So, once the shirt is all cut up, you have your pants pieces all cut out.  Sew each piece up the outside edge(which was previously the center of the shirt) right sides facing.  turn one right side out, put it inside the other leg and sew the crotch together.  I left the front open about 7" or so, enough to make a button fly because there's no stretch to the fabric. 
Next, I took the button strip and the button hole strip, cut them to fit the fly, and attached them to the opening I had left before.  I hemmed down the top of the pants only about a half inch because otherwise they would've been a little too low and sewed the elastic in.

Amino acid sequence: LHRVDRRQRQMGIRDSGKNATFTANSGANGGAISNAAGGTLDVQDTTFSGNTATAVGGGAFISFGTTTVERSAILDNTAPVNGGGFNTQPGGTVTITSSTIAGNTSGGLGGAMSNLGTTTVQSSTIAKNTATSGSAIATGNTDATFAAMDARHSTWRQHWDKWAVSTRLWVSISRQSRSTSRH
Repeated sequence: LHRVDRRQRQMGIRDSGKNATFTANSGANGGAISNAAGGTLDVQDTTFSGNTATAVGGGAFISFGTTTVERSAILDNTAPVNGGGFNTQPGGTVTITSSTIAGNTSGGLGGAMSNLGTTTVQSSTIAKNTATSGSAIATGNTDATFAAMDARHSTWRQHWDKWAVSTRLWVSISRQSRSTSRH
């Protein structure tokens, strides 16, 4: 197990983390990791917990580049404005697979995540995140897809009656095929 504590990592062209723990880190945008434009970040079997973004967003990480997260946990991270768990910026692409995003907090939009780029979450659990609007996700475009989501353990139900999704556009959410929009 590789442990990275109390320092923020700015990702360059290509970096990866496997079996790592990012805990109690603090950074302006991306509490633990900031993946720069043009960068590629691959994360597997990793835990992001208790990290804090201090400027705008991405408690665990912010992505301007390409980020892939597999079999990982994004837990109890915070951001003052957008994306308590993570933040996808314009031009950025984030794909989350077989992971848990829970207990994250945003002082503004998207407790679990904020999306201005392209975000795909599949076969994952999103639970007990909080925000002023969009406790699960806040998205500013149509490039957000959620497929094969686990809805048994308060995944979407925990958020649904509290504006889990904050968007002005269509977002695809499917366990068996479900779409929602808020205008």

here's an up close pic of the fly

So, as I said before, the Girl in the Heart Glasses said to use a big t-shirt for this project, so out of respect for her (and for more to do), I found an old t-shirt and made another pair.  This one was much easier.  I started with a long sleeved super soft t-shirt.  The shirt was already cut up the middle in the front, splitting the design in half, so I cut the shirt up the sides to the arms also.  This gave me 4 pieces, but I re-attached the front design (actually cutting out the "A" in the name DELANCY that was originally on the shirt, but who cares?)  I finished sewing up the legs, then the crotch just like the other pants, but didn't leave an opening for a fly this time.  I made a casing for the elastic in the top of the pants, inserted elastic and voila!  perfect lounge pants!